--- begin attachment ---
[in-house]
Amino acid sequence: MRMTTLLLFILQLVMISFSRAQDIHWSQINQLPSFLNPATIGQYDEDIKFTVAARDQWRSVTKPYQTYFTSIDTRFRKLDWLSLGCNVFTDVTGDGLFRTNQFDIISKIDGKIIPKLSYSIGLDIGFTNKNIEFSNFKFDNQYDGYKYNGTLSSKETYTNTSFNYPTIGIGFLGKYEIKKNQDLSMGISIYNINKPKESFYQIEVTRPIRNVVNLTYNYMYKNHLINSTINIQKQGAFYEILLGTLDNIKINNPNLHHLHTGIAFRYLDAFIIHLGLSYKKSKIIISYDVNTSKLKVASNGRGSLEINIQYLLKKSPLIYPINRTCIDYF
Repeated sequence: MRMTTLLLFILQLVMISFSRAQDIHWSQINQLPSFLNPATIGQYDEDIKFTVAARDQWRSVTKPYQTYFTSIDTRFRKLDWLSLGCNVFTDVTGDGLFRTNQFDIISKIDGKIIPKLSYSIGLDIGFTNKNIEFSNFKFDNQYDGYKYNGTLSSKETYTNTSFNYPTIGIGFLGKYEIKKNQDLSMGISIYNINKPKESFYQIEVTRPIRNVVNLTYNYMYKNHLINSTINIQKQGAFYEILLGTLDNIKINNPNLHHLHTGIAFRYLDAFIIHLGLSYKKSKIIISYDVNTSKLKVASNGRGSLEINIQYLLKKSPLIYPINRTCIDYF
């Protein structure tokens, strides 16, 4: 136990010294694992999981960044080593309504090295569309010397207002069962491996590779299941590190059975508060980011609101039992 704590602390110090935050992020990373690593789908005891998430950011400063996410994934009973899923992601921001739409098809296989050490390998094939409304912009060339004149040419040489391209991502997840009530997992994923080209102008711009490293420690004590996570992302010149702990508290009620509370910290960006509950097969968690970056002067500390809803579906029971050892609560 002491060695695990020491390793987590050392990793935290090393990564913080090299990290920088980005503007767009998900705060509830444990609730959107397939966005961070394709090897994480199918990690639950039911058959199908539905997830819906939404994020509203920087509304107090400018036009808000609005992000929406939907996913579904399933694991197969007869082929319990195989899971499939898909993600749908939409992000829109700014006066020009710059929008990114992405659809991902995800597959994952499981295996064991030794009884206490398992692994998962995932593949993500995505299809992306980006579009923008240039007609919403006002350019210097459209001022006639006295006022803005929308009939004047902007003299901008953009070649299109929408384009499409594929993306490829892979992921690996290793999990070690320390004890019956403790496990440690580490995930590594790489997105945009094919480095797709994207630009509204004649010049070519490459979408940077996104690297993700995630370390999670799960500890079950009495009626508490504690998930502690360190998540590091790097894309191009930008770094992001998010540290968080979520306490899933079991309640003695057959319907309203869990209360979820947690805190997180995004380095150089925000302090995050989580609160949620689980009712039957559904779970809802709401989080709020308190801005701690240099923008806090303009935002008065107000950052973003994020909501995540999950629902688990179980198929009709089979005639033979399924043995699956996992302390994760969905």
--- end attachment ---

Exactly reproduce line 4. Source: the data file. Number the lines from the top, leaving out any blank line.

């Protein structure tokens, strides 16, 4: 136990010294694992999981960044080593309504090295569309010397207002069962491996590779299941590190059975508060980011609101039992 704590602390110090935050992020990373690593789908005891998430950011400063996410994934009973899923992601921001739409098809296989050490390998094939409304912009060339004149040419040489391209991502997840009530997992994923080209102008711009490293420690004590996570992302010149702990508290009620509370910290960006509950097969968690970056002067500390809803579906029971050892609560 002491060695695990020491390793987590050392990793935290090393990564913080090299990290920088980005503007767009998900705060509830444990609730959107397939966005961070394709090897994480199918990690639950039911058959199908539905997830819906939404994020509203920087509304107090400018036009808000609005992000929406939907996913579904399933694991197969007869082929319990195989899971499939898909993600749908939409992000829109700014006066020009710059929008990114992405659809991902995800597959994952499981295996064991030794009884206490398992692994998962995932593949993500995505299809992306980006579009923008240039007609919403006002350019210097459209001022006639006295006022803005929308009939004047902007003299901008953009070649299109929408384009499409594929993306490829892979992921690996290793999990070690320390004890019956403790496990440690580490995930590594790489997105945009094919480095797709994207630009509204004649010049070519490459979408940077996104690297993700995630370390999670799960500890079950009495009626508490504690998930502690360190998540590091790097894309191009930008770094992001998010540290968080979520306490899933079991309640003695057959319907309203869990209360979820947690805190997180995004380095150089925000302090995050989580609160949620689980009712039957559904779970809802709401989080709020308190801005701690240099923008806090303009935002008065107000950052973003994020909501995540999950629902688990179980198929009709089979005639033979399924043995699956996992302390994760969905």